A new UBC Okanagan and Interior Health research collaboration is examining the quality of patient care for children and youth with Type 1 diabetes in the BC interior. Researchers with the Centre for Chronic Disease Prevention and Management (CCDPM) and Interior Health are undertaking an extensive review of patient outcomes and treatment plans for young people with diabetes, reported over a five-year timeframe. “Diabetes is one of the most common chronic conditions in children,” says Dr. Christine Voss, CCDPM investigator and assistant professor with UBC’s Department of Pediatrics. “Access and proximity to specialized care, adherence to treatment plans and individual circumstances all factor into successfully managing the disease long-term.” In BC, more than 2,200 young people live with diabetes, which equates to about two to three of every 1,000 children being affected by this life-threatening disease, says Dr. Voss. She also notes that patients with Type 1 diabetes must undergo ongoing insulin therapy, frequent and invasive testing and regular appointments with health-care teams. They also have an increased risk of developing other chronic conditions such as thyroid disease. Interior Health currently has seven Diabetes Education Centres with pediatric services situated across the region that support more than 350 young people with Type 1 diabetes. Researchers are studying numerous factors that may impact care including clinical treatment options, gender and age differences, socio-economic factors and other environmental influences. “The research will provide an in-depth picture of how clinical practice guidelines are applied across our health authority,” says Dr. Tom Warshawski, IH medical director for children and youth and the study’s co-principle investigator. “Our ultimate goal is to optimize health and quality of life for children and youth with diabetes.” The new study is a direct result of the CCDPM’s Clinical Research and Quality Improvement Incubator that supports opportunities for clinicians and allied health professionals to engage in research and quality improvement projects. “We are thrilled to work with IH clinicians and their research department on projects that will directly impact patient care,” adds Dr. Voss. “The new study also provided opportunities for medical and undergraduate students to collaborate on clinical research.” The clinical study is also partially funded by a new fellowship from the Colin & Lois Pritchard Foundation. The fellowship supports an undergraduate student while working on a clinical research project with a UBC Okanagan investigator and an Interior Health clinician.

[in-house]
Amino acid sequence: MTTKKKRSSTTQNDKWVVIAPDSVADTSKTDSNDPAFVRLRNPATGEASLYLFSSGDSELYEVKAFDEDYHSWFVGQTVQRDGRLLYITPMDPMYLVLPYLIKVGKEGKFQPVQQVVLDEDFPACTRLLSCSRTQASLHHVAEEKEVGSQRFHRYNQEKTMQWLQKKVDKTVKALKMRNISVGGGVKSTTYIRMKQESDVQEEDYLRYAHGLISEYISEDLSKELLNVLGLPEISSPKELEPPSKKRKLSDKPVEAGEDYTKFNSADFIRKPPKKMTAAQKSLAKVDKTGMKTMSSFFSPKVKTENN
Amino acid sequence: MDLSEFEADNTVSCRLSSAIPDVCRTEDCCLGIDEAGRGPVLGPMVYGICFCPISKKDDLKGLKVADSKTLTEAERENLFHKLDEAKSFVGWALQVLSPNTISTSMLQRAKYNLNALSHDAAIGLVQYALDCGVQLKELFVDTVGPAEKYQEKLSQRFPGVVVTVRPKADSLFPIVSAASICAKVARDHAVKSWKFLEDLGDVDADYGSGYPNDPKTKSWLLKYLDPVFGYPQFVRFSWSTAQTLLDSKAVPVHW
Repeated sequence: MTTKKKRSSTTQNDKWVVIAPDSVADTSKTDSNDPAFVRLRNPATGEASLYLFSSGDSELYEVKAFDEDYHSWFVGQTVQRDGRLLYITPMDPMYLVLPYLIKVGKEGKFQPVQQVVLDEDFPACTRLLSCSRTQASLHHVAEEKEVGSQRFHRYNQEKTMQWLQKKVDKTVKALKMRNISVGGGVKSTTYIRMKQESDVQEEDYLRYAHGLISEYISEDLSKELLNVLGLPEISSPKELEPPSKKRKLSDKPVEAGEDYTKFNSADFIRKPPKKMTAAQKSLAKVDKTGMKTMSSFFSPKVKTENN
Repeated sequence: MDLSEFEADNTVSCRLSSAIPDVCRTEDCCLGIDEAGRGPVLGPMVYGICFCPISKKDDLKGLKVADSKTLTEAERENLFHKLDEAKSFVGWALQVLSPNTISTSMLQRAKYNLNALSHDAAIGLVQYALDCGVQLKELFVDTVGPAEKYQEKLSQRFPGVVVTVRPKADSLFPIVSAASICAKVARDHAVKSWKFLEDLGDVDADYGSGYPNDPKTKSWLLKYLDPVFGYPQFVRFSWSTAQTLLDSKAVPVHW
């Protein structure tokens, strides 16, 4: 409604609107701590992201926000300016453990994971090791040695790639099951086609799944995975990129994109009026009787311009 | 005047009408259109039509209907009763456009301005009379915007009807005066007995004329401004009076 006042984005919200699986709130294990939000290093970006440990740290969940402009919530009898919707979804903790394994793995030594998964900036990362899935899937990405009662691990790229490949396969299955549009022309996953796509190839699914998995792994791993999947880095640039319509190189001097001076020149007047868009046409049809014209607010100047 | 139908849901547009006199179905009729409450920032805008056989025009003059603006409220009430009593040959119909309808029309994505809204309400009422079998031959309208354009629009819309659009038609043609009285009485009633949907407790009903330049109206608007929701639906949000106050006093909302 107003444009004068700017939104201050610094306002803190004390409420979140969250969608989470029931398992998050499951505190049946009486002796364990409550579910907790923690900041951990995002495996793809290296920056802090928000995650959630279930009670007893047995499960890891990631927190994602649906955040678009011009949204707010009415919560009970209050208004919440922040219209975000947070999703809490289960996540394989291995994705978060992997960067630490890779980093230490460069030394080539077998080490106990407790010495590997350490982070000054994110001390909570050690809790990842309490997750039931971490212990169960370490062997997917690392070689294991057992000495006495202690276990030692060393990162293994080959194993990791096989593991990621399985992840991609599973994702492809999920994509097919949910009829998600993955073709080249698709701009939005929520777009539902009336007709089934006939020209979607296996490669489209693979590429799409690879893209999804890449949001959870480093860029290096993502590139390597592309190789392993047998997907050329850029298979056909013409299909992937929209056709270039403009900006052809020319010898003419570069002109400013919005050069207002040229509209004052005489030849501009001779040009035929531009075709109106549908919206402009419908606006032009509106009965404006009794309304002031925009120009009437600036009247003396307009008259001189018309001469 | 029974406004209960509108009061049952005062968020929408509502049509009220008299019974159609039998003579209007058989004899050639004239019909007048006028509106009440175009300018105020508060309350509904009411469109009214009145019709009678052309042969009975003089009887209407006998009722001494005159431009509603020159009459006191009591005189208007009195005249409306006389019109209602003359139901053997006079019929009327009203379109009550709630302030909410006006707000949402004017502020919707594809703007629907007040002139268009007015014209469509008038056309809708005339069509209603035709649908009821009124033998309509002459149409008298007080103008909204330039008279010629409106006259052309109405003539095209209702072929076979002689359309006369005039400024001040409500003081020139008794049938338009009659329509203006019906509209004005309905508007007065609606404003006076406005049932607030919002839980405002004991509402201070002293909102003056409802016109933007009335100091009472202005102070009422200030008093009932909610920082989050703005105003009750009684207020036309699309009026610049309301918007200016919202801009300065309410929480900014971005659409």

A photo collage of individuals with disabilities

The COVID-19 Disability Survey captured perspectives from Canadians with different types of disabilities and their family members.